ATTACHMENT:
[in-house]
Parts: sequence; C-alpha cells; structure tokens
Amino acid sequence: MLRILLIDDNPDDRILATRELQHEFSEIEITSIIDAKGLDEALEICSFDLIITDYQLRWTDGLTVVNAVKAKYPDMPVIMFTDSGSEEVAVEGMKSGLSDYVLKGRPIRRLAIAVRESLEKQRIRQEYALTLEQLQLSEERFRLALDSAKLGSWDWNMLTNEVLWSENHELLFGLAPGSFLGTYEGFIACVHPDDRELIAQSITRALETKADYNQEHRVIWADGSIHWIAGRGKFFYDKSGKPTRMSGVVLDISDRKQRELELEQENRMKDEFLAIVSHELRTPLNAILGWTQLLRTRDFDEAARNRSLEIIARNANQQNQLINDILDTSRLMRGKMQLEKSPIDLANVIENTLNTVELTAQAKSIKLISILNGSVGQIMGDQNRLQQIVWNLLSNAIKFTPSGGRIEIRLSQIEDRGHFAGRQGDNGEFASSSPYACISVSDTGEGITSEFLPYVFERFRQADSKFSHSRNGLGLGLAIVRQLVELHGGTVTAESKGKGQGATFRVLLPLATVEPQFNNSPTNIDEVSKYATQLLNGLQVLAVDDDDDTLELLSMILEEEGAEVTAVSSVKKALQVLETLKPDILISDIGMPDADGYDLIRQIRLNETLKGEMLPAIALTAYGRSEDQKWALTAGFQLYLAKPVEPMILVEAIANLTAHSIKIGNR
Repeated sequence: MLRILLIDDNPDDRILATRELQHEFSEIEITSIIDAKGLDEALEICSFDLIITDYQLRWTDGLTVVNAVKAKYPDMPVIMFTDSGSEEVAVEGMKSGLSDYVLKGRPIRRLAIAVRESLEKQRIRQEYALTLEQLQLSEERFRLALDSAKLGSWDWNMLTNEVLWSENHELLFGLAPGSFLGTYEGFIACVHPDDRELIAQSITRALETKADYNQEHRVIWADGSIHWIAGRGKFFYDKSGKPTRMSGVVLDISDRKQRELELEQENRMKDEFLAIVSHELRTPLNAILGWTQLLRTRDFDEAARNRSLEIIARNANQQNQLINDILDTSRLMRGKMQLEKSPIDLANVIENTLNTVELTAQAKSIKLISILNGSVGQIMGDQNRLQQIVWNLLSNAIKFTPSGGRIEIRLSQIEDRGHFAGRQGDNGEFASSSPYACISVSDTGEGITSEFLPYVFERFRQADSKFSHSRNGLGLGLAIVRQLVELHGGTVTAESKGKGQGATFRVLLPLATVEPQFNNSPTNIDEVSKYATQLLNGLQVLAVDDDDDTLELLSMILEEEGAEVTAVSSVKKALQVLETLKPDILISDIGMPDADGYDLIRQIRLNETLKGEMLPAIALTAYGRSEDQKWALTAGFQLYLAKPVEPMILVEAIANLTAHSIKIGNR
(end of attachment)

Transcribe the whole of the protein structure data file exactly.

[in-house]
Parts: sequence; C-alpha cells; structure tokens
Amino acid sequence: MLRILLIDDNPDDRILATRELQHEFSEIEITSIIDAKGLDEALEICSFDLIITDYQLRWTDGLTVVNAVKAKYPDMPVIMFTDSGSEEVAVEGMKSGLSDYVLKGRPIRRLAIAVRESLEKQRIRQEYALTLEQLQLSEERFRLALDSAKLGSWDWNMLTNEVLWSENHELLFGLAPGSFLGTYEGFIACVHPDDRELIAQSITRALETKADYNQEHRVIWADGSIHWIAGRGKFFYDKSGKPTRMSGVVLDISDRKQRELELEQENRMKDEFLAIVSHELRTPLNAILGWTQLLRTRDFDEAARNRSLEIIARNANQQNQLINDILDTSRLMRGKMQLEKSPIDLANVIENTLNTVELTAQAKSIKLISILNGSVGQIMGDQNRLQQIVWNLLSNAIKFTPSGGRIEIRLSQIEDRGHFAGRQGDNGEFASSSPYACISVSDTGEGITSEFLPYVFERFRQADSKFSHSRNGLGLGLAIVRQLVELHGGTVTAESKGKGQGATFRVLLPLATVEPQFNNSPTNIDEVSKYATQLLNGLQVLAVDDDDDTLELLSMILEEEGAEVTAVSSVKKALQVLETLKPDILISDIGMPDADGYDLIRQIRLNETLKGEMLPAIALTAYGRSEDQKWALTAGFQLYLAKPVEPMILVEAIANLTAHSIKIGNR
Repeated sequence: MLRILLIDDNPDDRILATRELQHEFSEIEITSIIDAKGLDEALEICSFDLIITDYQLRWTDGLTVVNAVKAKYPDMPVIMFTDSGSEEVAVEGMKSGLSDYVLKGRPIRRLAIAVRESLEKQRIRQEYALTLEQLQLSEERFRLALDSAKLGSWDWNMLTNEVLWSENHELLFGLAPGSFLGTYEGFIACVHPDDRELIAQSITRALETKADYNQEHRVIWADGSIHWIAGRGKFFYDKSGKPTRMSGVVLDISDRKQRELELEQENRMKDEFLAIVSHELRTPLNAILGWTQLLRTRDFDEAARNRSLEIIARNANQQNQLINDILDTSRLMRGKMQLEKSPIDLANVIENTLNTVELTAQAKSIKLISILNGSVGQIMGDQNRLQQIVWNLLSNAIKFTPSGGRIEIRLSQIEDRGHFAGRQGDNGEFASSSPYACISVSDTGEGITSEFLPYVFERFRQADSKFSHSRNGLGLGLAIVRQLVELHGGTVTAESKGKGQGATFRVLLPLATVEPQFNNSPTNIDEVSKYATQLLNGLQVLAVDDDDDTLELLSMILEEEGAEVTAVSSVKKALQVLETLKPDILISDIGMPDADGYDLIRQIRLNETLKGEMLPAIALTAYGRSEDQKWALTAGFQLYLAKPVEPMILVEAIANLTAHSIKIGNR